Investor's Business Daily falsely claimed that the House tri-committee health-care reform bill includes "a provision making individual private medical insurance illegal."
In a July 15 editorial, subsequently highlighted by Rush Limbaugh and the Media Research Center, Investor's Business Daily falsely claimed that the House tri-committee health-care reform bill includes "a provision making individual private medical insurance illegal." The editorial later stated that the "provision would indeed outlaw individual private coverage." That assertion is false; the bill will not "outlaw individual private coverage."
In fact, the provision to which the editorial referred establishes the conditions under which existing private plans would be exempted from the requirement that they participate in the Health Insurance Exchange. Individual health insurance plans that do not meet the "grandfather" conditions would still be available for purchase, but only through the Exchange and subject to those regulations.
In the editorial, Investor's Business Daily claimed:
When we first saw the paragraph Tuesday, just after the 1,018-page document was released, we thought we surely must be misreading it. So we sought help from the House Ways and Means Committee.
It turns out we were right: The provision would indeed outlaw individual private coverage. Under the Orwellian header of "Protecting The Choice To Keep Current Coverage," the "Limitation On New Enrollment" section of the bill clearly states:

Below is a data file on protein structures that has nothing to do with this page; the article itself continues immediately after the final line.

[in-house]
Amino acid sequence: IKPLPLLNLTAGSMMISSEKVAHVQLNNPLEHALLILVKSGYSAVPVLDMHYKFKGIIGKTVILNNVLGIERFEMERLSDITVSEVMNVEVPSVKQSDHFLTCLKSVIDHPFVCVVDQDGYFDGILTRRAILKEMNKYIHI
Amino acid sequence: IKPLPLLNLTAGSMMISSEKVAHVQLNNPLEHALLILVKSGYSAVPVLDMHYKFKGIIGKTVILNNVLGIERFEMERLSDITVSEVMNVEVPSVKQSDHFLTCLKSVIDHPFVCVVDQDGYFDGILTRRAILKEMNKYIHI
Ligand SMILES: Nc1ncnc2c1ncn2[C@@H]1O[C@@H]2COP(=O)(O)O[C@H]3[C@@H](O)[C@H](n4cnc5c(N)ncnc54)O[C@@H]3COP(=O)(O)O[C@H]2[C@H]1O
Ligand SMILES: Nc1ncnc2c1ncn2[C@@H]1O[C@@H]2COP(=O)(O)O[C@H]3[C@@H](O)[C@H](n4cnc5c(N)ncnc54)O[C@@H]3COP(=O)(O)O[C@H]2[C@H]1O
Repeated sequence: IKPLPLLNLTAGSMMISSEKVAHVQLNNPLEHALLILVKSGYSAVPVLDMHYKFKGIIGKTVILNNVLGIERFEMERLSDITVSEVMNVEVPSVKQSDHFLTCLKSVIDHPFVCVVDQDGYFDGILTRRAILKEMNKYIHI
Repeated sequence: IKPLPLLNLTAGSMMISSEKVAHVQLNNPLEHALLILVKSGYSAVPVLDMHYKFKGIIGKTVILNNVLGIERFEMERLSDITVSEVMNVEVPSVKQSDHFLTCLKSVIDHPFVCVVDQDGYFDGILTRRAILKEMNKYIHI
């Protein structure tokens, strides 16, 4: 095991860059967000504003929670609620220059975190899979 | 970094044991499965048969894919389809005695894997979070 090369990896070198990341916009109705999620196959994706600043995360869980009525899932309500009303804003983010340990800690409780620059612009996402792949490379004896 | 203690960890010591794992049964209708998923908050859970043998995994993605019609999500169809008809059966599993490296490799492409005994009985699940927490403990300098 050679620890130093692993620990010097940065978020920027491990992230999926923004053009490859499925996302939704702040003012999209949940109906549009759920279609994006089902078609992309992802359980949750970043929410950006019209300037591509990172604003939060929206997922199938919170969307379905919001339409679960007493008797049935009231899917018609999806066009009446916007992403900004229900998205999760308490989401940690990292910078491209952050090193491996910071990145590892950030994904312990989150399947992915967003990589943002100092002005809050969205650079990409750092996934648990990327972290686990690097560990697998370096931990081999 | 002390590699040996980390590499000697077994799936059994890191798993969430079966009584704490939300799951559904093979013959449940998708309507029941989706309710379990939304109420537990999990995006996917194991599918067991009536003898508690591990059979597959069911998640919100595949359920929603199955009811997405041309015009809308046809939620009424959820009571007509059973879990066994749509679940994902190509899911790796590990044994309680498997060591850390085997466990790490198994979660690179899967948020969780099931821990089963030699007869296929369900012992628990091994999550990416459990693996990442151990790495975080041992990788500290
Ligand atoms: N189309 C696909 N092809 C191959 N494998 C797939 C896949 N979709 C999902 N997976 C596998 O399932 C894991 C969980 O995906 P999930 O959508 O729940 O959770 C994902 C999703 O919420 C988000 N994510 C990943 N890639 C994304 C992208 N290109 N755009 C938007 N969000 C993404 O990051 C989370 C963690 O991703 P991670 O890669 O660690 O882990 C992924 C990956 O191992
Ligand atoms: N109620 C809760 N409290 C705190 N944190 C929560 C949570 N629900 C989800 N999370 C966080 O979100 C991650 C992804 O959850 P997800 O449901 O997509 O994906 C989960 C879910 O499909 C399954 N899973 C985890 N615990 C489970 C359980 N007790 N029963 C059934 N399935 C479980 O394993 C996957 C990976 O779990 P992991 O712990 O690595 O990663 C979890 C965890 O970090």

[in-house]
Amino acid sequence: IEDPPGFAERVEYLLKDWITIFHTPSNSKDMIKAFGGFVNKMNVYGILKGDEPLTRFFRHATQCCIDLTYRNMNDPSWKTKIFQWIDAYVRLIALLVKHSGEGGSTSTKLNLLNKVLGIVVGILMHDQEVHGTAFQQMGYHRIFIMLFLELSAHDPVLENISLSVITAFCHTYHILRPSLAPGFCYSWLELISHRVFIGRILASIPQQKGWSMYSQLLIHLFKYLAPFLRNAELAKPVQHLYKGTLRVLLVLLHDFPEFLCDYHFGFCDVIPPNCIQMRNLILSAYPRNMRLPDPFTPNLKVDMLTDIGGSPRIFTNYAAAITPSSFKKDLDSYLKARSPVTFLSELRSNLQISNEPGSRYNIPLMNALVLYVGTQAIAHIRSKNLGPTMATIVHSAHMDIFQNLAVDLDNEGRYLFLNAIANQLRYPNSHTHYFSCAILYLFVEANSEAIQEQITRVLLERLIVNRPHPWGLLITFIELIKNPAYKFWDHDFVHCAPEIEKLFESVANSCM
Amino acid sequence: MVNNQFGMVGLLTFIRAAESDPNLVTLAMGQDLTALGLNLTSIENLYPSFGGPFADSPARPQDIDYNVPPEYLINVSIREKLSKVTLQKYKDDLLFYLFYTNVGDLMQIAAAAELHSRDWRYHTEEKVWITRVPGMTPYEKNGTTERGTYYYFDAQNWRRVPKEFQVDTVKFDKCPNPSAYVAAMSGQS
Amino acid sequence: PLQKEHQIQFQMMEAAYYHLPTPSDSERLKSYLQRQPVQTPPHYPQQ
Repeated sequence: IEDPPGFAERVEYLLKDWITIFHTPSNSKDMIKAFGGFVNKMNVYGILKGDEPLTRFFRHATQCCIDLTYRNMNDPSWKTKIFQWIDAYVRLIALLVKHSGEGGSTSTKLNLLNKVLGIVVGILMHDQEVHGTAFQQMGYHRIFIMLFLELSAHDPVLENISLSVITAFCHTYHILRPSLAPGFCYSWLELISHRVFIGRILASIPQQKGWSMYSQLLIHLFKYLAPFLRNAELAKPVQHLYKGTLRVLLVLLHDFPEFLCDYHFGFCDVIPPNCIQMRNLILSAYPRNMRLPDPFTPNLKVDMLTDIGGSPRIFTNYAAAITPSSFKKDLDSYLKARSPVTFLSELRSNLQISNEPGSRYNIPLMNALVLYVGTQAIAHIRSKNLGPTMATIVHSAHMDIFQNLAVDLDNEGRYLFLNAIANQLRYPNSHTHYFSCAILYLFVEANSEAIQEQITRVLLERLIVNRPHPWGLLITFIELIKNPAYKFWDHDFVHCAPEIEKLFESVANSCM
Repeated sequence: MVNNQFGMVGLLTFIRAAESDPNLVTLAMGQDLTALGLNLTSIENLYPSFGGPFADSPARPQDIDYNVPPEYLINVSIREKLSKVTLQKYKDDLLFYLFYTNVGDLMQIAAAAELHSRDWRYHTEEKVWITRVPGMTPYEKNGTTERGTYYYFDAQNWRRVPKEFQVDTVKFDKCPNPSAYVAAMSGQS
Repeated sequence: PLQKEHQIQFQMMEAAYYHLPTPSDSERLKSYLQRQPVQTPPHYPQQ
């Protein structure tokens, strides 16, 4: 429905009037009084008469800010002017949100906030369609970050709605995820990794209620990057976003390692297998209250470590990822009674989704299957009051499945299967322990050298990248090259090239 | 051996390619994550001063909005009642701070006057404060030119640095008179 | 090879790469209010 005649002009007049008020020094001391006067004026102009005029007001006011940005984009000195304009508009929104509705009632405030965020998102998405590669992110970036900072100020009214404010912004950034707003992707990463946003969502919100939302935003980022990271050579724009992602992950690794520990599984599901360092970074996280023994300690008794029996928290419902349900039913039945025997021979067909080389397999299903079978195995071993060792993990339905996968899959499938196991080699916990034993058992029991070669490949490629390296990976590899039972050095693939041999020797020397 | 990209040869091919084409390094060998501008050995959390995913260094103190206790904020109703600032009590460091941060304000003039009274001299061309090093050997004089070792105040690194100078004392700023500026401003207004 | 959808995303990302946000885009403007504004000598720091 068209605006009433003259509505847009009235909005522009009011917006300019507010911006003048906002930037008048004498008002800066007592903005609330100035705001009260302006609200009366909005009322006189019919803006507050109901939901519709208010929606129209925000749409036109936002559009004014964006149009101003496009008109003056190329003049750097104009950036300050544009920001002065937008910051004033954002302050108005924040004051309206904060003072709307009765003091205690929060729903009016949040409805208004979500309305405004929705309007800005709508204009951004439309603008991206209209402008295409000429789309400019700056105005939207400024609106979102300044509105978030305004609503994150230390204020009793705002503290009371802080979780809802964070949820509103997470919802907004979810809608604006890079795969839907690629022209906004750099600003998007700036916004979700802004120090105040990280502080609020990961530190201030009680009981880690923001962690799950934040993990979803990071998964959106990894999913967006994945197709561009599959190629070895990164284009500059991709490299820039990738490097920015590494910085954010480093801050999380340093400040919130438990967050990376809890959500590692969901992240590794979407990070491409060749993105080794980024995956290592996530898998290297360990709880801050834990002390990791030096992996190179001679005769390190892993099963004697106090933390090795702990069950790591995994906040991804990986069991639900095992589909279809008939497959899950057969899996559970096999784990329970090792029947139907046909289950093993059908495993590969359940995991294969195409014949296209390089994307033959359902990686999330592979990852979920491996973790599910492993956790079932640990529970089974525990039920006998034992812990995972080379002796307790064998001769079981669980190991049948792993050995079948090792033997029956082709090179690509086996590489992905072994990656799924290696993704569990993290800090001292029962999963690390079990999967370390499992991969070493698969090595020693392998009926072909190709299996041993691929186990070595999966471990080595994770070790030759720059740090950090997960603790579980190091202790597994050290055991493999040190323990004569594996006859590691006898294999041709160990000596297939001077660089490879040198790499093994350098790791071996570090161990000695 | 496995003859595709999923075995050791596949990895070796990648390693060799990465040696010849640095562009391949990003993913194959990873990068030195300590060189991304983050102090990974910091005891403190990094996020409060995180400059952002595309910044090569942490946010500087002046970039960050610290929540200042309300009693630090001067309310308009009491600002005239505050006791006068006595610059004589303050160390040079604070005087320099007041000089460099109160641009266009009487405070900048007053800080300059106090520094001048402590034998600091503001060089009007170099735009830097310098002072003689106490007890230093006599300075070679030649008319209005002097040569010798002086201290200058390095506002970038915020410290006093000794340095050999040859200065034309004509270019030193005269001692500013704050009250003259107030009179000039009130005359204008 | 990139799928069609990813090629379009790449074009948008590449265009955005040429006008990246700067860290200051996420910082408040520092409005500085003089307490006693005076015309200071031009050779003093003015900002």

"Except as provided in this paragraph, the individual health insurance issuer offering such coverage does not enroll any individual in such coverage if the first effective date of coverage is on or after the first day" of the year the legislation becomes law.
So we can all keep our coverage, just as promised - with, of course, exceptions: Those who currently have private individual coverage won't be able to change it. Nor will those who leave a company to work for themselves be free to buy individual plans from private carriers.
In fact, the paragraph in question states in context (emphasis added):
SEC. 102. PROTECTING THE CHOICE TO KEEP CURRENT COVERAGE.
(a) GRANDFATHERED HEALTH INSURANCE COVERAGE DEFINED.-Subject to the succeeding provisions of this section, for purposes of establishing acceptable coverage under this division, the term ''grandfathered health insurance coverage'' means individual health insurance coverage that is offered and in force and effect before the first day of Y1  if the following conditions are met:
(1) LIMITATION ON NEW ENROLLMENT.-
(A) IN GENERAL.-Except as provided in this paragraph, the individual health insurance issuer offering such coverage does not enroll any individual in such coverage if the first effective date of coverage is on or after the first day of Y1.
(B) DEPENDENT COVERAGE PERMITTED.-Subparagraph (A) shall not affect the subsequent enrollment of a dependent of an individual who is covered as of such first day.
Sec. 102 subsection (c) states that "Individual health insurance coverage that is not grandfathered health insurance coverage under subsection (a) may only be offered on or after the first day of Y1 as an Exchange-participating health benefits plan."
According to the House committees' summary of the bill, the Health Insurance Exchange "creates a transparent and functional marketplace for individuals and small employers to comparison shop among private and public insurers."